I suppose it is down to you whether you wish to dab in the unknown but this is how it worked for me:
    Just to quickly explain that I am using the new kernel out of choice as it solves an issue I had. If you are using the new Kernel it is likely that you are experimenting anyway so on your head be it.....

    Add and enable the Sid repository (I include the lot - main contrib non-free). Then as root:
    You might get a warning that the packages suggest installing the nvidia-glx package. Options are Y/N/Q. I chose Y.

    When all is done:
    When this is finished, to make sure the new module is loaded:
    Now restart your desktop manager
    or reboot
    .

    Disclaimer - this is not a how-to but just an FYI which I felt would be a bit silly if I did not include the way I manged to install the driver.
    I took the how to from here -
    Debian User Forums :: View topic - Nvidia 100.14.19 - Debian way, custom (or not) kernel.
    Note that I have omitted the
    as it crashed the whole process for me... probably because it was not intended for me..... :doh:

    AAAAnyways I hope some of you will find this useful.
     
  9. Anti-Trend

    Anti-Trend Nonconformist Geek Staff Member

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    Yeah, to be honest one shouldn't enable Xen in their kernels unless they actually plan to run hypervisors... and that would be weird on a desktop warranting 3D graphics anyway. :) On typical desktops, Xen should be disabled.
     
  10. Anti-Trend

    Anti-Trend Nonconformist Geek Staff Member

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    OK, this thread is completely obsolete! For Debian users, I recommend avoiding my silly little script and instead using the excellent sgfxi, which will automatically download and install the ideal graphics drivers for your NVidia or ATI video card. To install it, simply do the following as root:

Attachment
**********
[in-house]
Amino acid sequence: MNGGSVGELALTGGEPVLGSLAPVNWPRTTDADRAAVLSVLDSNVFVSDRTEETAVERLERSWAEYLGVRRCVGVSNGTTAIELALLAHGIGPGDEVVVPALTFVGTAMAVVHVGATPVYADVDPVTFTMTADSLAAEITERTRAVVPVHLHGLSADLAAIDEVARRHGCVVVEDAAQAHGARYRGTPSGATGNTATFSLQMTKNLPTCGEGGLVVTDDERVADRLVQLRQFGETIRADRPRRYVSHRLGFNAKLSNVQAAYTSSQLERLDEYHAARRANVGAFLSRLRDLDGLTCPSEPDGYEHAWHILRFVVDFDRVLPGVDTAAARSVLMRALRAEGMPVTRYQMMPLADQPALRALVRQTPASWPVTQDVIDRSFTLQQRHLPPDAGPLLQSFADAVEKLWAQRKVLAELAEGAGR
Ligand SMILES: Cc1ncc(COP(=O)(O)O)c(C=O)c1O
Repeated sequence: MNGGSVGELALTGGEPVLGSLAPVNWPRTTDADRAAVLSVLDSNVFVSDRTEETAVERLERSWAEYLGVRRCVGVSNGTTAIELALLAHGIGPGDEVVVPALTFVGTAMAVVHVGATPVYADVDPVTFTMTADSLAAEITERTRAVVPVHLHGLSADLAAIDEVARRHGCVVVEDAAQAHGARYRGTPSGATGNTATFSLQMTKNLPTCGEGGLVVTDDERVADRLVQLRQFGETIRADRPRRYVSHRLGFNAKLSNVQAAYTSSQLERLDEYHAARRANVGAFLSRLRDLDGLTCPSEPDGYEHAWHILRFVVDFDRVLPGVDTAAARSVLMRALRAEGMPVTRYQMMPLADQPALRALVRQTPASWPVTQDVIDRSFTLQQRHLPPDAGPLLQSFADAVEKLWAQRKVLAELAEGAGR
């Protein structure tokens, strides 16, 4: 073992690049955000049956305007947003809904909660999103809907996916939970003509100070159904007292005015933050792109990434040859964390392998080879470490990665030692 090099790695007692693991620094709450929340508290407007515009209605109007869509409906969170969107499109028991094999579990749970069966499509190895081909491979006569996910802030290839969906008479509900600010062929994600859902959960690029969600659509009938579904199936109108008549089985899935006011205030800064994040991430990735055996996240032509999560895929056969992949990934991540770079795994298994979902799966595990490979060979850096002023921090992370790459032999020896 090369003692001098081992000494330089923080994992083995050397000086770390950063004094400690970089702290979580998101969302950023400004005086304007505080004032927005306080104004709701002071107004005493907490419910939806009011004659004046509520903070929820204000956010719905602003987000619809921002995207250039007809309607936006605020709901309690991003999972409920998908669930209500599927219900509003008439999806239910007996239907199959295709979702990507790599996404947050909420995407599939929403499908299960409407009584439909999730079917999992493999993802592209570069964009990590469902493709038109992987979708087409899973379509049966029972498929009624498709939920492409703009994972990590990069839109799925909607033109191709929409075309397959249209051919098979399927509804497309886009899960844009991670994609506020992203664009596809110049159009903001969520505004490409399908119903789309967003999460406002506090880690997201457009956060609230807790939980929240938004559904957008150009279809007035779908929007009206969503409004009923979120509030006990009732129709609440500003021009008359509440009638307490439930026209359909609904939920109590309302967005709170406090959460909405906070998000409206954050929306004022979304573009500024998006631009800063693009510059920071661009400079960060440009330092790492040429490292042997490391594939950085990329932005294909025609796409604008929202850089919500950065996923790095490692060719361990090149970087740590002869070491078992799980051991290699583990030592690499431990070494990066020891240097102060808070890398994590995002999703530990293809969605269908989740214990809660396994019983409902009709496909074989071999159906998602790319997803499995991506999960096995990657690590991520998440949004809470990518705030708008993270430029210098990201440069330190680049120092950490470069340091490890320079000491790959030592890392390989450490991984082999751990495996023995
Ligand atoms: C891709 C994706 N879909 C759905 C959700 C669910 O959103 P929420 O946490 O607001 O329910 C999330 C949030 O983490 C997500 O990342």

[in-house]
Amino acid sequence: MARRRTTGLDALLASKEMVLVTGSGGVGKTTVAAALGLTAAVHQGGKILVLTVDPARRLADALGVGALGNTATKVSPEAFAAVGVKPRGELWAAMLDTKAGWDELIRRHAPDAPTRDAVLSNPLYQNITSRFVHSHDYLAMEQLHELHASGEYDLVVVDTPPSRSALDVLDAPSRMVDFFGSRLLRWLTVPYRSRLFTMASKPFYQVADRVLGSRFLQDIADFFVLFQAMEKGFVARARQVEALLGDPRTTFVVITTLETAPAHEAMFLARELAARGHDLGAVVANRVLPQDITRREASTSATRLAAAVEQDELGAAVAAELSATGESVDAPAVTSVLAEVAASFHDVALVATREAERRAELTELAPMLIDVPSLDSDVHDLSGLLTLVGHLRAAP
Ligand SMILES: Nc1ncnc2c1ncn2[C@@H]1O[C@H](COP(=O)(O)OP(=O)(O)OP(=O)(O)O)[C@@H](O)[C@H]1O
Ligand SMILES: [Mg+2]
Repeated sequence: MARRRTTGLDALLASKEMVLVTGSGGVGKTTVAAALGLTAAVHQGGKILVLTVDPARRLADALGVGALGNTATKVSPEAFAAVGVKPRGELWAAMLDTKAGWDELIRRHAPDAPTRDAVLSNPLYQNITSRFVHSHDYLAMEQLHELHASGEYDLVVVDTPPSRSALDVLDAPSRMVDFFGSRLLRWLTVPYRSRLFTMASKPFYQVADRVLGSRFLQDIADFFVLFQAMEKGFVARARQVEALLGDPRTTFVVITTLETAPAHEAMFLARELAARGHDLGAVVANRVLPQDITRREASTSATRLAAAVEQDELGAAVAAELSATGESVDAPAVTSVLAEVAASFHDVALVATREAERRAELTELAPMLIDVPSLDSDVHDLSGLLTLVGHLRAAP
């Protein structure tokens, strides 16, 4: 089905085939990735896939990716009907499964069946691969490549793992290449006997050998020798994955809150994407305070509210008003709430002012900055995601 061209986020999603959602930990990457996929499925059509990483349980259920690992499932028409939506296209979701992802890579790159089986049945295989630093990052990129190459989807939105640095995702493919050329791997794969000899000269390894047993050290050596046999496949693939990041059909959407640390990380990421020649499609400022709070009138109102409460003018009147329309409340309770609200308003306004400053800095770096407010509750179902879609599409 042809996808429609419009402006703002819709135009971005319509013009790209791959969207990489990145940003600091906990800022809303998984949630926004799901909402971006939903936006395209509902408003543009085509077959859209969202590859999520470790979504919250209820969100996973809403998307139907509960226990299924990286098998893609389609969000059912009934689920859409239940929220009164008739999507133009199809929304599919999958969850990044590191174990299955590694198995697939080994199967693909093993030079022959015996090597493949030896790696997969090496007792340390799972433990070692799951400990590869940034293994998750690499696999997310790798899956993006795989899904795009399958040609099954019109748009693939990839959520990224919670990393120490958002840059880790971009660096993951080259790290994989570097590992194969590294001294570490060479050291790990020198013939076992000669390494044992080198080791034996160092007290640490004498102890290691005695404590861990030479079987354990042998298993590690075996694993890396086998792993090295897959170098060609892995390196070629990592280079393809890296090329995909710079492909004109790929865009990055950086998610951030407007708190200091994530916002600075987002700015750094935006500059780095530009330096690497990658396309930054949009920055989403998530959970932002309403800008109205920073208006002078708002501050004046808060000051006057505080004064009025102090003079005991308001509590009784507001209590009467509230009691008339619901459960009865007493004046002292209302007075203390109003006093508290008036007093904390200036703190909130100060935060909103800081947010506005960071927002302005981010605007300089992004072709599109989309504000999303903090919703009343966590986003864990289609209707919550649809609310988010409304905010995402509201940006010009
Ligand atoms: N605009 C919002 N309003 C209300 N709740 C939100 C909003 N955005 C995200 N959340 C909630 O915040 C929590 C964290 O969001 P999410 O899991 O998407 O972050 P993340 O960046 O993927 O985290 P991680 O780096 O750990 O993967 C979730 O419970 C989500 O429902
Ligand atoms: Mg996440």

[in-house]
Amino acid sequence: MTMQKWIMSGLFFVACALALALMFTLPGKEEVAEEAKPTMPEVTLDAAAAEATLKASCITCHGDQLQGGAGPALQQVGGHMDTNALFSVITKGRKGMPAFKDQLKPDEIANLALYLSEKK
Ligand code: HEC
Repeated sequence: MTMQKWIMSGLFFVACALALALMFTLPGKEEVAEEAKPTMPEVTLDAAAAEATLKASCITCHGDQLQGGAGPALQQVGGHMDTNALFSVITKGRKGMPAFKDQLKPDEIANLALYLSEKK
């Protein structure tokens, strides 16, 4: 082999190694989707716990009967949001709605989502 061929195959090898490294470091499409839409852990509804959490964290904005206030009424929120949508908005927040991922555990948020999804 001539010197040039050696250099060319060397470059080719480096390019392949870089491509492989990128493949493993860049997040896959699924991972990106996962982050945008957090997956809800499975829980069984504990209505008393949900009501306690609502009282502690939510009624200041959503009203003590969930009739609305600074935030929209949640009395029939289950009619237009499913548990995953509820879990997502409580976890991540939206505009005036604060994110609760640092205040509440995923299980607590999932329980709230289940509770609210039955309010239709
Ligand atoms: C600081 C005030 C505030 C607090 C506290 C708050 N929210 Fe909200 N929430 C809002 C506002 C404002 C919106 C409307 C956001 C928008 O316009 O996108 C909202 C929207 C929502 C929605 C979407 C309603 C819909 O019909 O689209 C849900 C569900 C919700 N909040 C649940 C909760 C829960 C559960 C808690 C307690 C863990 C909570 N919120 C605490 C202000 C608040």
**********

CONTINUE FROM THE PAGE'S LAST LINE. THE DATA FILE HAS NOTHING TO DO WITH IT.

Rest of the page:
Code:
    cd /usr/local/bin;wget -Nc smxi.org/sgfxi;chmod +x sgfxi
    To execute the script, simply drop to a VT and run the command 'sgfxi' as root.

    Or if you prefer to be able to install the drivers with a normal user account, you could do something like this:
    Code:
    :~# visudo
    ...and add a line like this:
    Code:
    %video ALL=/usr/local/bin/sgfxi
    Then you'd be able to install the drivers by dropping to a VT, then running
    Code:
    sudo sgfxi


    NOTE: This script is for real Debian distros only, *not* for Ubuntu. If Ubuntu users don't like their distro's way of packaging drivers, I've heard mixed reviews about the Envy script.
     
  11. donkey42

    donkey42 plank

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    yep, you guessed it, using drivers installed (sgfxi) and grx are crap now, only 800 X 600 & 60Htz and what looks like 16 color, is there a way to activate higher settings

    BTW: i've attached a screenshot & the browser window is green but when i make ksnapsshot the active window display returns to screenshot

    BTW: making this post wasn't easy
     

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  12. sabashuali

    sabashuali Ani Ma'amin

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    Have a look at your xorg.conf (/etc/X11/) file and try and add the additional resolutions and depths manually (not before backing the file up!!!) -